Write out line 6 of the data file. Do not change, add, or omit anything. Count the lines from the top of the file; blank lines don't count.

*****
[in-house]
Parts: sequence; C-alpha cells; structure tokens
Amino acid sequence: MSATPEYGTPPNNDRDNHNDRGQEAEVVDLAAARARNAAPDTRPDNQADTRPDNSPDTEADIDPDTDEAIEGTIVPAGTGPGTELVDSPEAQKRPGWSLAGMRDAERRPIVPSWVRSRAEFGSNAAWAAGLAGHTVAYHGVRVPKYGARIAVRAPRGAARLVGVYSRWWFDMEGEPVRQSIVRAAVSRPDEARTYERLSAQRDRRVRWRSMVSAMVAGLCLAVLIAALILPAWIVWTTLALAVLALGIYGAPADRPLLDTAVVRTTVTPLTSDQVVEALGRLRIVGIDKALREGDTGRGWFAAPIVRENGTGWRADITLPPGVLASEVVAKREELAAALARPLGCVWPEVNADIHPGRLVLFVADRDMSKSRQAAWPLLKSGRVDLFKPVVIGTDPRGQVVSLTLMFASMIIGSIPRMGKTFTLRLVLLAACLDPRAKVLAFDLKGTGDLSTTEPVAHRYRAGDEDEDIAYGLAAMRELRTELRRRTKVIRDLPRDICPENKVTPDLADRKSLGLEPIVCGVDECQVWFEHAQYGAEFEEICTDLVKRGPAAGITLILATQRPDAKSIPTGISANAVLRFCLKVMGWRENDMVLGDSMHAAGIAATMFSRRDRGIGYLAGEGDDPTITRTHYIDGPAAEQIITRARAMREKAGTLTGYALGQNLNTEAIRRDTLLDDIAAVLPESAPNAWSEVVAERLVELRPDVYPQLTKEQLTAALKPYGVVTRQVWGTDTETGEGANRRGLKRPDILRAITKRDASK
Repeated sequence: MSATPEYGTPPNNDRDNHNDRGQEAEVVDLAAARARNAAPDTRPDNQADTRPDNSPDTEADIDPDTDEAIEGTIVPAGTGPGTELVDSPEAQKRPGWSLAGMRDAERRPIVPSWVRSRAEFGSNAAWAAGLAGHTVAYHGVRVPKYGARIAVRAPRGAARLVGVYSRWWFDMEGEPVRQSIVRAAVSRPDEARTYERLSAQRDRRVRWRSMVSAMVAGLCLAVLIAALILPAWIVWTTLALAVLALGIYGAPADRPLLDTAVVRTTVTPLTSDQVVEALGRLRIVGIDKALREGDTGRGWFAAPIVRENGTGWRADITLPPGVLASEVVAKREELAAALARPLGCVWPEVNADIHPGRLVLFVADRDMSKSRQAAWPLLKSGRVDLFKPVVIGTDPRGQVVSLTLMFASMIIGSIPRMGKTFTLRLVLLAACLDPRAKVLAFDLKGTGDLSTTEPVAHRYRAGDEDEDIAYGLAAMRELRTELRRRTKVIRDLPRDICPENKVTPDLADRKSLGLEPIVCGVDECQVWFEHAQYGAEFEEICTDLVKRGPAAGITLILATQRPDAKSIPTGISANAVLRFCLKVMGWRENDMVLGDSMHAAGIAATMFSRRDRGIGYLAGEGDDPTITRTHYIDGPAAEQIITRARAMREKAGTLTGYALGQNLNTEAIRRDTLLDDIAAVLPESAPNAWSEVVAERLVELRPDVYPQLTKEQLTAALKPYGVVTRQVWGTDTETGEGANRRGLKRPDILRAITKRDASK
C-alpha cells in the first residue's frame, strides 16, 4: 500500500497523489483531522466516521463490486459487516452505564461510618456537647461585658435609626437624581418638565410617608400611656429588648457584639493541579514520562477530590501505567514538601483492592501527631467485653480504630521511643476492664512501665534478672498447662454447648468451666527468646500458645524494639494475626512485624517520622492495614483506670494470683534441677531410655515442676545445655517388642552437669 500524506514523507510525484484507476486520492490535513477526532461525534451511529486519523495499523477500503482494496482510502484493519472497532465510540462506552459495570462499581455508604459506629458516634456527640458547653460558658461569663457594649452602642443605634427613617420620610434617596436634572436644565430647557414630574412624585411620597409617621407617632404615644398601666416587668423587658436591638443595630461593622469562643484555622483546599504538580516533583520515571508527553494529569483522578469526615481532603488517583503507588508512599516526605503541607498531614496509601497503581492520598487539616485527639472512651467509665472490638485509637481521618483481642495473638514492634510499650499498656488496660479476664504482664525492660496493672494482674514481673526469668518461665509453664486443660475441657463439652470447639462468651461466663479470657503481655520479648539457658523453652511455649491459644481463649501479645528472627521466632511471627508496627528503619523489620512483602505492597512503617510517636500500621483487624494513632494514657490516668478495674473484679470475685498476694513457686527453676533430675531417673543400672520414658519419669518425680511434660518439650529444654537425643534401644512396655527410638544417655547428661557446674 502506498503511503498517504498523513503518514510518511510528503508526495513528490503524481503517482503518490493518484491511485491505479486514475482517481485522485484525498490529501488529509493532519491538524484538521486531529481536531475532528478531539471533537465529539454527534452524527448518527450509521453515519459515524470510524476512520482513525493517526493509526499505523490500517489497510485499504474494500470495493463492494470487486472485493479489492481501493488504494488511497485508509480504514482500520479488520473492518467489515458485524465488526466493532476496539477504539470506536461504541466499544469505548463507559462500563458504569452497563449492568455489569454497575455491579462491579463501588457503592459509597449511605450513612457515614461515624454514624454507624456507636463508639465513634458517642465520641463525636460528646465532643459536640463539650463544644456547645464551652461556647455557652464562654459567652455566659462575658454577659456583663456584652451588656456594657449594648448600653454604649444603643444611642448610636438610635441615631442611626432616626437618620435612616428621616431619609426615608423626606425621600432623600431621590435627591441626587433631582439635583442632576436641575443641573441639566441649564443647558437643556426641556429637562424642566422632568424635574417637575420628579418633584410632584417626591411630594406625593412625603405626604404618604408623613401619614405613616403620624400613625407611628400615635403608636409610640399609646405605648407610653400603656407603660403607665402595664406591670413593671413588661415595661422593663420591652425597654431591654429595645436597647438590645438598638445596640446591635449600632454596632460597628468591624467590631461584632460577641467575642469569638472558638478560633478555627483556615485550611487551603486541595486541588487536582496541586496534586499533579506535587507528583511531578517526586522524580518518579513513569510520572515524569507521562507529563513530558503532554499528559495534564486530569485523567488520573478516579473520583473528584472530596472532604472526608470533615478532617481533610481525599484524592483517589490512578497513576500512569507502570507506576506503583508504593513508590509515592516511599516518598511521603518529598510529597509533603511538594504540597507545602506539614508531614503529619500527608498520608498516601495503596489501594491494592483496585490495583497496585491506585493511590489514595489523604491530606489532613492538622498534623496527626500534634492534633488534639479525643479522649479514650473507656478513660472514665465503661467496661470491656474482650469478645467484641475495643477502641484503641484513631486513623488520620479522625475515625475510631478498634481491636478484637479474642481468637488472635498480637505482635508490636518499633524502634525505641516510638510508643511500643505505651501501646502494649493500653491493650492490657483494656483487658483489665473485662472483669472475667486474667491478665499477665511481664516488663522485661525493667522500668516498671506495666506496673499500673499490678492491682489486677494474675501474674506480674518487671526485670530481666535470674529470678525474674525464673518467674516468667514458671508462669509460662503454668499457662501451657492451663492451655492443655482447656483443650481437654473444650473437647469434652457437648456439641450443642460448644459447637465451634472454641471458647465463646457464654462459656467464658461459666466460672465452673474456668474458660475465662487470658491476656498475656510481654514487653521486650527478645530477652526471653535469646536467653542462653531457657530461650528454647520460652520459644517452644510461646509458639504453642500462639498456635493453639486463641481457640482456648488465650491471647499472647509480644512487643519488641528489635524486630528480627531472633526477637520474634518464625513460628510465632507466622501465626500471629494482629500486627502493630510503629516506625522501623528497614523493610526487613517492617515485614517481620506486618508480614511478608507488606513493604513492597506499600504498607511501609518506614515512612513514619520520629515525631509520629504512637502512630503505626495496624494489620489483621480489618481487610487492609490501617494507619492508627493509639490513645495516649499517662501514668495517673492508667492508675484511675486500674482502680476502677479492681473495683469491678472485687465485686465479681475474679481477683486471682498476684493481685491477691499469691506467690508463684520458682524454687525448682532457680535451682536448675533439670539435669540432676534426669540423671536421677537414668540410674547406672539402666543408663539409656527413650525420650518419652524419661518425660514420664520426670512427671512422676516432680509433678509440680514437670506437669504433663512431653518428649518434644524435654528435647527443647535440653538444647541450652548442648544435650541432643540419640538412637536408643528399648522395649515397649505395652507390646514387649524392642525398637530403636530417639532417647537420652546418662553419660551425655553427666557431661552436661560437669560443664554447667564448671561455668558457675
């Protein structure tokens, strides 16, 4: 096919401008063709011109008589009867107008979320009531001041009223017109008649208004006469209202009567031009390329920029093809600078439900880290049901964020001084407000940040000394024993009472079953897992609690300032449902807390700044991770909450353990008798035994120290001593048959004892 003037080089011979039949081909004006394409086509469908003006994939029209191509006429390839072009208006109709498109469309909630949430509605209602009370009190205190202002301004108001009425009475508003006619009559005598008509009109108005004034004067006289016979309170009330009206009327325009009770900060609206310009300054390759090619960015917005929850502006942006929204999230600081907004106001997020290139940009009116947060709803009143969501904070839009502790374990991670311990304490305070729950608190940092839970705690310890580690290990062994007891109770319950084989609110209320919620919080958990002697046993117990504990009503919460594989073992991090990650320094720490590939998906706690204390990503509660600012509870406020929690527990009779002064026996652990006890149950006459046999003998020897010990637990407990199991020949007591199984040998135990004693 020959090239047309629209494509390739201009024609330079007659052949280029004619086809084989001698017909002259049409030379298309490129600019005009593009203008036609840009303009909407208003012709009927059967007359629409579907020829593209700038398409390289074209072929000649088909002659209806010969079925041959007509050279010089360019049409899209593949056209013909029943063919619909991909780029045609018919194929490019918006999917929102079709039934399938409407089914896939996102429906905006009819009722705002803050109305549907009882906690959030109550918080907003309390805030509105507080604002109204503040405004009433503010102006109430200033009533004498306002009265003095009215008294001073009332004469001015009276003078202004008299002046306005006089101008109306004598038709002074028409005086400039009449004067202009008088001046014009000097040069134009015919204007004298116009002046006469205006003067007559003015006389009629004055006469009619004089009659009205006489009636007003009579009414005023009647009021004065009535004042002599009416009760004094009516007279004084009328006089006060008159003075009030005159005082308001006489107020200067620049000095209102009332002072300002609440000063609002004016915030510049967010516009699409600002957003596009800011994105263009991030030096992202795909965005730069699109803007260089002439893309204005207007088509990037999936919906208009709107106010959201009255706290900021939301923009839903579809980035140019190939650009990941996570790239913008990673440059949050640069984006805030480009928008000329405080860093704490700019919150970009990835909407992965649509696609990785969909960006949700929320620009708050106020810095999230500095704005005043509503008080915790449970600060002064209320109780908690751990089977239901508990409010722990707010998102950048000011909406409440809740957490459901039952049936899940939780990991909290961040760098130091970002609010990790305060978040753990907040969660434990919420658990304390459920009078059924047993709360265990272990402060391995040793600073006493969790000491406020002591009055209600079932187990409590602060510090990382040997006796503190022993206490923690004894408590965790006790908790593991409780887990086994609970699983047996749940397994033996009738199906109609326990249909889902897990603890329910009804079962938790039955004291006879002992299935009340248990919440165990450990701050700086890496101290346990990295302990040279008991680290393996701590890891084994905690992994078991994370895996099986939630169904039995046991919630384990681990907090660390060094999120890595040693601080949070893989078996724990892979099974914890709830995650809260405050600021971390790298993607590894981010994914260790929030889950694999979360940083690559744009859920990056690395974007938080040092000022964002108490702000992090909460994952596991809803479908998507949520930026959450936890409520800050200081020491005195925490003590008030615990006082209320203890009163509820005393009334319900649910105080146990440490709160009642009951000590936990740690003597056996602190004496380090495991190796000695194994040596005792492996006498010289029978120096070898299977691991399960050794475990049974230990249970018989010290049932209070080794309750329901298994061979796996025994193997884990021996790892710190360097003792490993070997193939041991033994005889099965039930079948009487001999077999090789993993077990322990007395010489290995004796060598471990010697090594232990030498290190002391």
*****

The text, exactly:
């Protein structure tokens, strides 16, 4: 096919401008063709011109008589009867107008979320009531001041009223017109008649208004006469209202009567031009390329920029093809600078439900880290049901964020001084407000940040000394024993009472079953897992609690300032449902807390700044991770909450353990008798035994120290001593048959004892 003037080089011979039949081909004006394409086509469908003006994939029209191509006429390839072009208006109709498109469309909630949430509605209602009370009190205190202002301004108001009425009475508003006619009559005598008509009109108005004034004067006289016979309170009330009206009327325009009770900060609206310009300054390759090619960015917005929850502006942006929204999230600081907004106001997020290139940009009116947060709803009143969501904070839009502790374990991670311990304490305070729950608190940092839970705690310890580690290990062994007891109770319950084989609110209320919620919080958990002697046993117990504990009503919460594989073992991090990650320094720490590939998906706690204390990503509660600012509870406020929690527990009779002064026996652990006890149950006459046999003998020897010990637990407990199991020949007591199984040998135990004693 020959090239047309629209494509390739201009024609330079007659052949280029004619086809084989001698017909002259049409030379298309490129600019005009593009203008036609840009303009909407208003012709009927059967007359629409579907020829593209700038398409390289074209072929000649088909002659209806010969079925041959007509050279010089360019049409899209593949056209013909029943063919619909991909780029045609018919194929490019918006999917929102079709039934399938409407089914896939996102429906905006009819009722705002803050109305549907009882906690959030109550918080907003309390805030509105507080604002109204503040405004009433503010102006109430200033009533004498306002009265003095009215008294001073009332004469001015009276003078202004008299002046306005006089101008109306004598038709002074028409005086400039009449004067202009008088001046014009000097040069134009015919204007004298116009002046006469205006003067007559003015006389009629004055006469009619004089009659009205006489009636007003009579009414005023009647009021004065009535004042002599009416009760004094009516007279004084009328006089006060008159003075009030005159005082308001006489107020200067620049000095209102009332002072300002609440000063609002004016915030510049967010516009699409600002957003596009800011994105263009991030030096992202795909965005730069699109803007260089002439893309204005207007088509990037999936919906208009709107106010959201009255706290900021939301923009839903579809980035140019190939650009990941996570790239913008990673440059949050640069984006805030480009928008000329405080860093704490700019919150970009990835909407992965649509696609990785969909960006949700929320620009708050106020810095999230500095704005005043509503008080915790449970600060002064209320109780908690751990089977239901508990409010722990707010998102950048000011909406409440809740957490459901039952049936899940939780990991909290961040760098130091970002609010990790305060978040753990907040969660434990919420658990304390459920009078059924047993709360265990272990402060391995040793600073006493969790000491406020002591009055209600079932187990409590602060510090990382040997006796503190022993206490923690004894408590965790006790908790593991409780887990086994609970699983047996749940397994033996009738199906109609326990249909889902897990603890329910009804079962938790039955004291006879002992299935009340248990919440165990450990701050700086890496101290346990990295302990040279008991680290393996701590890891084994905690992994078991994370895996099986939630169904039995046991919630384990681990907090660390060094999120890595040693601080949070893989078996724990892979099974914890709830995650809260405050600021971390790298993607590894981010994914260790929030889950694999979360940083690559744009859920990056690395974007938080040092000022964002108490702000992090909460994952596991809803479908998507949520930026959450936890409520800050200081020491005195925490003590008030615990006082209320203890009163509820005393009334319900649910105080146990440490709160009642009951000590936990740690003597056996602190004496380090495991190796000695194994040596005792492996006498010289029978120096070898299977691991399960050794475990049974230990249970018989010290049932209070080794309750329901298994061979796996025994193997884990021996790892710190360097003792490993070997193939041991033994005889099965039930079948009487001999077999090789993993077990322990007395010489290995004796060598471990010697090594232990030498290190002391």